The problems of Greece are not typical of the problems of the Eurozone as a whole. Greece is a story of chronic budget deficits, inability to collect taxes, and systematic cooking of the budgetary books. And in Greece, unlike in the rest of the continent, fiscal problems really did lead to banking and growth problems rather than resulting from them. But little Greece has once again put itself right at the heart of the crisis. And the crux of the matter is this:
Angela Merkel’s hesitancy to give Greece a more generous bailout is not credible. If Greece exits the euro, then Germany will be forced to either engage in much more expensive bailouts of larger countries or else to witness the total unraveling of the Eurozone. And if Merkel wanted the Eurozone to unravel she could just leave. At the end of the day, her dominant option is to just send the money over.
Greek hesitancy to just accept what Germany is willing to give and make do with it is not credible. If Greece exits the euro, then not only will their domestic banking system be destroyed, they’ll be getting zero German money. The austerity that hails down as a result will be much more severe than what they’re going through now, and Greece isn’t even especially well situated to take advantage of currency devaluation, since its key shipping export industry isn’t that kind of thing. At the end of the day, Greece’s dominant option is to just take the money and make do.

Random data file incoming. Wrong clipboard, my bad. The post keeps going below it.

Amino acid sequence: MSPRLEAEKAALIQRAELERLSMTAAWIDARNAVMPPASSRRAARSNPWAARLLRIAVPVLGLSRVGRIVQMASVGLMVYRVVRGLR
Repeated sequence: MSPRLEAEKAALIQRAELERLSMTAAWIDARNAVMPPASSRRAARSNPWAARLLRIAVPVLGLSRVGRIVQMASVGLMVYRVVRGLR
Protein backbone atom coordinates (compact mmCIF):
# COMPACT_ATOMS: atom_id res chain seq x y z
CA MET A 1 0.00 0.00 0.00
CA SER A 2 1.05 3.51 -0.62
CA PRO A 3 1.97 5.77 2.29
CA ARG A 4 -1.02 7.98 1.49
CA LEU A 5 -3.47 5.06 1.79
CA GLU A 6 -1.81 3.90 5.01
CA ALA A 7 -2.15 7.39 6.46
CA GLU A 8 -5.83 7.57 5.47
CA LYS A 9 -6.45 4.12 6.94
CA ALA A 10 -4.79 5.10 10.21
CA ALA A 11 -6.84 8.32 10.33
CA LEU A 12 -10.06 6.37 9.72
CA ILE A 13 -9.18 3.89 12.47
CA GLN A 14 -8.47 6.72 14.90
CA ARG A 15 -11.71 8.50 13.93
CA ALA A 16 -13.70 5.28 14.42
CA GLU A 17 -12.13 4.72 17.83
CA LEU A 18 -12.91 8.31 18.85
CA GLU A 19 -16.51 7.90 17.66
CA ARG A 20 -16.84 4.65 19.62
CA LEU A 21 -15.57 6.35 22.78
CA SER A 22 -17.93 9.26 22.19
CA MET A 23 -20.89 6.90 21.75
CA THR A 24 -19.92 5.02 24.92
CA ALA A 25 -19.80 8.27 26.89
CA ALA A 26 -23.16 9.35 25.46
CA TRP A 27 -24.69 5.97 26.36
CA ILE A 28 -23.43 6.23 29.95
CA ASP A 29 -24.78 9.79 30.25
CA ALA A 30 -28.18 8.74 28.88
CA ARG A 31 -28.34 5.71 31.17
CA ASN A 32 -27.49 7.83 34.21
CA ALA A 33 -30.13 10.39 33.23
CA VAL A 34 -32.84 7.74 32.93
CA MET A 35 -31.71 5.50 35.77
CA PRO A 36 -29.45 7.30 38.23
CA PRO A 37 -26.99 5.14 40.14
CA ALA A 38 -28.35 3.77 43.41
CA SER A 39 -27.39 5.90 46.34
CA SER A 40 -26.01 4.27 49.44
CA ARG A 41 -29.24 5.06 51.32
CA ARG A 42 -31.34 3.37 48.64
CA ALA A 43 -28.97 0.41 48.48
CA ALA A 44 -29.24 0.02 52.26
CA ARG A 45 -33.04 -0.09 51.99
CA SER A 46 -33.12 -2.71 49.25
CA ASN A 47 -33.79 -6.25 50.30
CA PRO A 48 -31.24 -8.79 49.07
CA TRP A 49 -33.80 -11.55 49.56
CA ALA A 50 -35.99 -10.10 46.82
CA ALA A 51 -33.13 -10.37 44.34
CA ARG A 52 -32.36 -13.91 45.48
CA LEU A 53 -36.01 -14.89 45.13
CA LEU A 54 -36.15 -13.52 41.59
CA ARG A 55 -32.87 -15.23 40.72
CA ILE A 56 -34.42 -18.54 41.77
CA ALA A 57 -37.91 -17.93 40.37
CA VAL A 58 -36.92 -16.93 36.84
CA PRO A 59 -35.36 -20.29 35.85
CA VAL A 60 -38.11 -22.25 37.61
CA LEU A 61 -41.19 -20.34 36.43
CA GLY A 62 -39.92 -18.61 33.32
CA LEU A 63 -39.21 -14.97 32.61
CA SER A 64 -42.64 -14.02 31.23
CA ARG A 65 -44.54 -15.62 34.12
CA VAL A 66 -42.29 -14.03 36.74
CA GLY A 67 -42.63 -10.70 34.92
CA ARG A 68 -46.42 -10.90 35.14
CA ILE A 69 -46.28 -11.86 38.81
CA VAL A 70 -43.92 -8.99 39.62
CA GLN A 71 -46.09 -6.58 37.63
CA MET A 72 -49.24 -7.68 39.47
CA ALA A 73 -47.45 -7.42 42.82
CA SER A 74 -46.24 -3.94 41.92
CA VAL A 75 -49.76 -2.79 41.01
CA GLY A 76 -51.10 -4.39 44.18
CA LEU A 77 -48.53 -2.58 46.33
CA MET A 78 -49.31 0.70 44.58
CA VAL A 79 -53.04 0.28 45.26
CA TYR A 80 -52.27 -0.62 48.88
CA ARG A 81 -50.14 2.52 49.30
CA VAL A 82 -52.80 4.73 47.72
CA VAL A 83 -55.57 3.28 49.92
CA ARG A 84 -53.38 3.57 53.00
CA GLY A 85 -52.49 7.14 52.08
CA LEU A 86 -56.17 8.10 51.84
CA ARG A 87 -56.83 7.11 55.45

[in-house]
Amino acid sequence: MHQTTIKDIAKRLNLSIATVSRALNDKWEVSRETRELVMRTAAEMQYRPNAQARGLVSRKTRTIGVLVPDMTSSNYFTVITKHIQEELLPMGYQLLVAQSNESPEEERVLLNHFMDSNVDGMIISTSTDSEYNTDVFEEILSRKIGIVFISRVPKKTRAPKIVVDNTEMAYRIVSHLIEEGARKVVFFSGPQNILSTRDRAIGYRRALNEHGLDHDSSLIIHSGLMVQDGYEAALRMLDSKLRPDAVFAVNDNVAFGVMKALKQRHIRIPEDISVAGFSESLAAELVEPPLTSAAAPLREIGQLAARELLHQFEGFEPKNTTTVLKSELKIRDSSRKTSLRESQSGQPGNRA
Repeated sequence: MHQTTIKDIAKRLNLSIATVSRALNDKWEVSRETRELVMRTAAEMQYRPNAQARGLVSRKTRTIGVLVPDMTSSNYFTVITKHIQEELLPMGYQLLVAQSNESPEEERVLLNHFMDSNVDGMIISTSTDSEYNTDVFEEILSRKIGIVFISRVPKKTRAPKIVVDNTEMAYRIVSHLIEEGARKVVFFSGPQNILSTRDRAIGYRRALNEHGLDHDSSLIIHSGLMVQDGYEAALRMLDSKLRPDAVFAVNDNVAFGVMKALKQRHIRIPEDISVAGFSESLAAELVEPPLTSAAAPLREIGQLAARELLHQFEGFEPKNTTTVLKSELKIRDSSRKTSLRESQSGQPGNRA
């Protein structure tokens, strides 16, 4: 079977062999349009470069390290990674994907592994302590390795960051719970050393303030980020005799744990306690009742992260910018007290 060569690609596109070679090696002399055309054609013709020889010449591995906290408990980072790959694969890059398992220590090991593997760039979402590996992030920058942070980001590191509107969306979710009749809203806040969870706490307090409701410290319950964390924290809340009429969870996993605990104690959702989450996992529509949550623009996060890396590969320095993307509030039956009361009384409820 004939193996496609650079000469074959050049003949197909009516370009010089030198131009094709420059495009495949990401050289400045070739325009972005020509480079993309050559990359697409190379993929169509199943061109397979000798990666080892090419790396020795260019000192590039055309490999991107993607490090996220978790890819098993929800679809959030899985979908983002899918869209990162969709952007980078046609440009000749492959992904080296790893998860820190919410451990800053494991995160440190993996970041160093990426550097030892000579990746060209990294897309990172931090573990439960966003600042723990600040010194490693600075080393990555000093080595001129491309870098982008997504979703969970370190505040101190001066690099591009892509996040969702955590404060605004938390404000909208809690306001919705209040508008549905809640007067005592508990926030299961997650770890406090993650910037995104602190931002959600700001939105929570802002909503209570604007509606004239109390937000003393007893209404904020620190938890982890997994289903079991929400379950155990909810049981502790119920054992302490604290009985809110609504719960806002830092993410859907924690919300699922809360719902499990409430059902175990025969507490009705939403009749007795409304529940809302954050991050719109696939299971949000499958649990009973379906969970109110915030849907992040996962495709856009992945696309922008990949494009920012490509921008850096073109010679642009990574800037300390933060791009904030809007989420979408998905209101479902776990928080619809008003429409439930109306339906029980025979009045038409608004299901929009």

The problem is that this gives everyone incentives to bluff. So Greece goes and votes a bunch of fascists and communists into office just to show that, yes, it’s perfectly possible that something crazy will happen. Meanwhile, Merkel’s government is putting out word that maybe the Eurozone could survive a Greek exit just fine.
This kind of bluffing behavior is very understandable, but it’s also very dangerous and the odds are always very good that you’re going to wind up in a situation nobody wanted.